By: Christian Bot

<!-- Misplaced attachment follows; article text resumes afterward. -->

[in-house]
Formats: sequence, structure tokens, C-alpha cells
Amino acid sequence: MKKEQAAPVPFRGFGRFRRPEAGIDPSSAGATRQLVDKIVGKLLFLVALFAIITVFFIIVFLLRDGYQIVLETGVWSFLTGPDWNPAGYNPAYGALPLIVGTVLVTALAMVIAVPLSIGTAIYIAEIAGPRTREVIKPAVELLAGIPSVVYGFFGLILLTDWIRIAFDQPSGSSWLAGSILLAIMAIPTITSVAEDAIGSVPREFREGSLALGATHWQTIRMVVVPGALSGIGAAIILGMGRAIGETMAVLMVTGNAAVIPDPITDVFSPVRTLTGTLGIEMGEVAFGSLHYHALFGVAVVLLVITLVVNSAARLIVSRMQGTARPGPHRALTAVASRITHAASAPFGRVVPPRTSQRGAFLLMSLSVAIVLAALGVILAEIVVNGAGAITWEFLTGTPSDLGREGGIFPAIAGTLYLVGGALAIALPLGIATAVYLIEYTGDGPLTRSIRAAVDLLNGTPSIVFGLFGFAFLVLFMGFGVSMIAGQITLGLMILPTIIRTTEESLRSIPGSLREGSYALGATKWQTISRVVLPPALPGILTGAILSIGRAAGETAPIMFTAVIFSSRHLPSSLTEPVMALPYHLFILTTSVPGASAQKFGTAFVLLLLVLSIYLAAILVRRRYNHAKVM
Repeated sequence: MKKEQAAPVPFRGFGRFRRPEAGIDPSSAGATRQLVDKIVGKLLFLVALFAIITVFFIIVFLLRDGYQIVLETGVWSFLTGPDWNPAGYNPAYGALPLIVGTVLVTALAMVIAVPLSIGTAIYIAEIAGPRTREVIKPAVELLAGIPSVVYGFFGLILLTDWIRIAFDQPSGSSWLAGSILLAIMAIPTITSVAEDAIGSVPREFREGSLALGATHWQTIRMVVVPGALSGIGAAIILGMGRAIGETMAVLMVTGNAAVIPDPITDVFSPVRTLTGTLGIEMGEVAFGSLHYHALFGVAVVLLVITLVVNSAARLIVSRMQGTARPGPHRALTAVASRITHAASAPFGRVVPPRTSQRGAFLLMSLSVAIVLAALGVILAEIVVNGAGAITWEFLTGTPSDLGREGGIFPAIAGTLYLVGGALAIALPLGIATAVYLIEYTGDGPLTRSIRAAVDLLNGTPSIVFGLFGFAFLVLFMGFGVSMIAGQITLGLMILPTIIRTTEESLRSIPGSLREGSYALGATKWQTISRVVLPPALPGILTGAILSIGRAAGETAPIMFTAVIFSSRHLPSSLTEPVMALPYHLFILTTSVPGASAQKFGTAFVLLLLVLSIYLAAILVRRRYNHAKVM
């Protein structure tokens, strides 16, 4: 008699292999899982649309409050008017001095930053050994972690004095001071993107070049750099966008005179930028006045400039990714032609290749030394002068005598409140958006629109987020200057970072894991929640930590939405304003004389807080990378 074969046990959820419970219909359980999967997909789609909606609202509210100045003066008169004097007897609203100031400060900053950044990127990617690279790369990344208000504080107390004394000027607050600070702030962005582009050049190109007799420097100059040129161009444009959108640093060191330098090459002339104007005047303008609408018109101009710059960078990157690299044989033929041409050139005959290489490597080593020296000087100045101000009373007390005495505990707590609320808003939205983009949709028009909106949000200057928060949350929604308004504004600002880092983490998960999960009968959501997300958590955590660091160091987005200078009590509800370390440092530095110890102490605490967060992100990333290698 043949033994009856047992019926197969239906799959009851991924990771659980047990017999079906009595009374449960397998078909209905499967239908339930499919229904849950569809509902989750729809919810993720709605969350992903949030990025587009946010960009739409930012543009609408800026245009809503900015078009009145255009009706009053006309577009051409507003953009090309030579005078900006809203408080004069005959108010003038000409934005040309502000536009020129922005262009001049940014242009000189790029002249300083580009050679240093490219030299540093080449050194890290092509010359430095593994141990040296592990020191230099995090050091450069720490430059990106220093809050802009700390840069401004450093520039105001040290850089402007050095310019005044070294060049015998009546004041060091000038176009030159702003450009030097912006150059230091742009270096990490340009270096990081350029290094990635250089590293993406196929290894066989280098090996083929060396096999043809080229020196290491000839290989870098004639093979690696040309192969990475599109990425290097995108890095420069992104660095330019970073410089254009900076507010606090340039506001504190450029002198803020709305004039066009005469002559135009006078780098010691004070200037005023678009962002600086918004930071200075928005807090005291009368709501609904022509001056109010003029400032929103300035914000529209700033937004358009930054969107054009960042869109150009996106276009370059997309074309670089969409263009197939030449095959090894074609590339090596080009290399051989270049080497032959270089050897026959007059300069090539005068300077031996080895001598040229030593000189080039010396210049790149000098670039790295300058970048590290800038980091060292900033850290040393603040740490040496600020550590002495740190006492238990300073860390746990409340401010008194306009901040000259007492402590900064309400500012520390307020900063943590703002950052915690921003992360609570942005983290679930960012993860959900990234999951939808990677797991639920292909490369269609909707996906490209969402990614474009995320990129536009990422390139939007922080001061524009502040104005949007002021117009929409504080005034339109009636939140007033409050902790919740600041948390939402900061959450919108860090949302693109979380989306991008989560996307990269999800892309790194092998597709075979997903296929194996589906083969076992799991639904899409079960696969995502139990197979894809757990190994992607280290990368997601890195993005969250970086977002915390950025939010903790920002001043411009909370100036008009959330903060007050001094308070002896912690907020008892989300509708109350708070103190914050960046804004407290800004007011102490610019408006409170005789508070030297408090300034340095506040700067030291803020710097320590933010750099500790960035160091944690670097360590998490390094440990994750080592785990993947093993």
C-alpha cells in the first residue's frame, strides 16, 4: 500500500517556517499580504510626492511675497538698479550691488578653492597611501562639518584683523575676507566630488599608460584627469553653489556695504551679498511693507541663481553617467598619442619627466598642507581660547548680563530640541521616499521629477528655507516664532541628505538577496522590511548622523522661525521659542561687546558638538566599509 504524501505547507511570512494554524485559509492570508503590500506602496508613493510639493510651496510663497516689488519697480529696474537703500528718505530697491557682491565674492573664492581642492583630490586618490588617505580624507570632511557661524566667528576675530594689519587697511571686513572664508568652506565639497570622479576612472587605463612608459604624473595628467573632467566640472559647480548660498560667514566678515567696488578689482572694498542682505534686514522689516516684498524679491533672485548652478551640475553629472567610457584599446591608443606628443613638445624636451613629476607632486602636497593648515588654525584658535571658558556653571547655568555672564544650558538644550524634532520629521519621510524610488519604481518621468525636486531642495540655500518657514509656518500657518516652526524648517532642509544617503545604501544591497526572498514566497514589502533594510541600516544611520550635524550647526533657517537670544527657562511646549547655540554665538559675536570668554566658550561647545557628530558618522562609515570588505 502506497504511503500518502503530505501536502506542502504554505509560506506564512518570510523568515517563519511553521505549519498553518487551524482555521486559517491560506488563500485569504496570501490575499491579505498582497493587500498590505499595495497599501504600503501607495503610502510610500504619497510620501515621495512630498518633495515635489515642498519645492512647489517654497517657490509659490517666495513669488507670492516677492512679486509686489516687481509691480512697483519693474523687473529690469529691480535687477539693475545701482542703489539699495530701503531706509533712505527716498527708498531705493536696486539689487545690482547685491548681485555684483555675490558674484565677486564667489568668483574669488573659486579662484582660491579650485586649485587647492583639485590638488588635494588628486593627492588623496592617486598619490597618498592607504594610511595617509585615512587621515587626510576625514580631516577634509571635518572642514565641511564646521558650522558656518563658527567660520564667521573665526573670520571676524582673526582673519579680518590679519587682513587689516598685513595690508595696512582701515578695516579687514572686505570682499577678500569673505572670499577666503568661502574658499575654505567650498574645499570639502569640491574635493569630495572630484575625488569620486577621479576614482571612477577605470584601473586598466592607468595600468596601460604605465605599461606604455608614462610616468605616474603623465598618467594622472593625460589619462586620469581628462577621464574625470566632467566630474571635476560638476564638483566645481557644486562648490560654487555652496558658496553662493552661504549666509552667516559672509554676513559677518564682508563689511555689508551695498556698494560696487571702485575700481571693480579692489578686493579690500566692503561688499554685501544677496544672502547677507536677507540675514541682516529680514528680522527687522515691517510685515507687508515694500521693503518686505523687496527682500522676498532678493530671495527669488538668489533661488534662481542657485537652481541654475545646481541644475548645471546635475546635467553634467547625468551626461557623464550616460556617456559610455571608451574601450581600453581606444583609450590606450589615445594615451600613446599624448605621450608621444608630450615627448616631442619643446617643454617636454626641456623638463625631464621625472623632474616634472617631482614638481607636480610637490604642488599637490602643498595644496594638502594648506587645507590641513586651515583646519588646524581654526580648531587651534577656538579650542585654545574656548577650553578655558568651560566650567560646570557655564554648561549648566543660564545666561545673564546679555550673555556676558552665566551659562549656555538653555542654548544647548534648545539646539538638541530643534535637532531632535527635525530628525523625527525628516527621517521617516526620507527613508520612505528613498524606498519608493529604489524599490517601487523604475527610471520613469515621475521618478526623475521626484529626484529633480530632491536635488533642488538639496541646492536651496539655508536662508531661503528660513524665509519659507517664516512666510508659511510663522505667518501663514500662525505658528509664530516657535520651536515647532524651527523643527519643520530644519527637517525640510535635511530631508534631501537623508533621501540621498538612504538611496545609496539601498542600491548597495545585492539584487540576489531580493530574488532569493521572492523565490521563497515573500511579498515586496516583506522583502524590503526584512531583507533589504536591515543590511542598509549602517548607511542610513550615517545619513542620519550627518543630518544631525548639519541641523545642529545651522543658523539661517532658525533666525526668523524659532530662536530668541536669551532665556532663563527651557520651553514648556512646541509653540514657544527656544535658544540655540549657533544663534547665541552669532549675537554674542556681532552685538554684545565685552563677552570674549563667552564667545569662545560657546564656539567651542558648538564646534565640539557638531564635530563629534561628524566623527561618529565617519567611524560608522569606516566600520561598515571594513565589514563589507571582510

If there is anything meaningful to gain in the obsessive fandom of an English costume drama, it is surely to be found in the scenes of Highclere Manor, and in particular, in the personage of Ethel Spenser. It was so easy for the spark of sympathy to kindle in my heart for her, since she, like me, was the middle of three sisters. Few tragedies scratch with more persistence on the hearts of the insecure, and I was the most insecure of all young women. True, I had never been jilted at the altar, impregnated by my dashing editor (who died, of course), nor forced to abandon the by-product of our love in the hands of the humorless Swiss. That said, I obviously did not boast the honor of being my parents’ darling, doted on and pampered ad nauseam from the moment of birth. I was neither their favorite nor their second favorite, and I would not have even placed third had other children been conceived. I was adored merely a smidgen more than some obscure niece who resurfaced every second Christmas, or a distant cousin whom one could have a crush on without feeling excessively debauched. I resented my parents for it, of course, but I reserved my most biting acrimony for my sisters, who were so shameless in cultivating our parents’ naked favoritism. I saw thread after thread tying my dilemma to Ethel’s, and in doing so she became like a twin to me. I adored her profoundly, finding in her a sturdy ally who would always bless me with the liberating knowledge that, though I suffered, I did not suffer alone.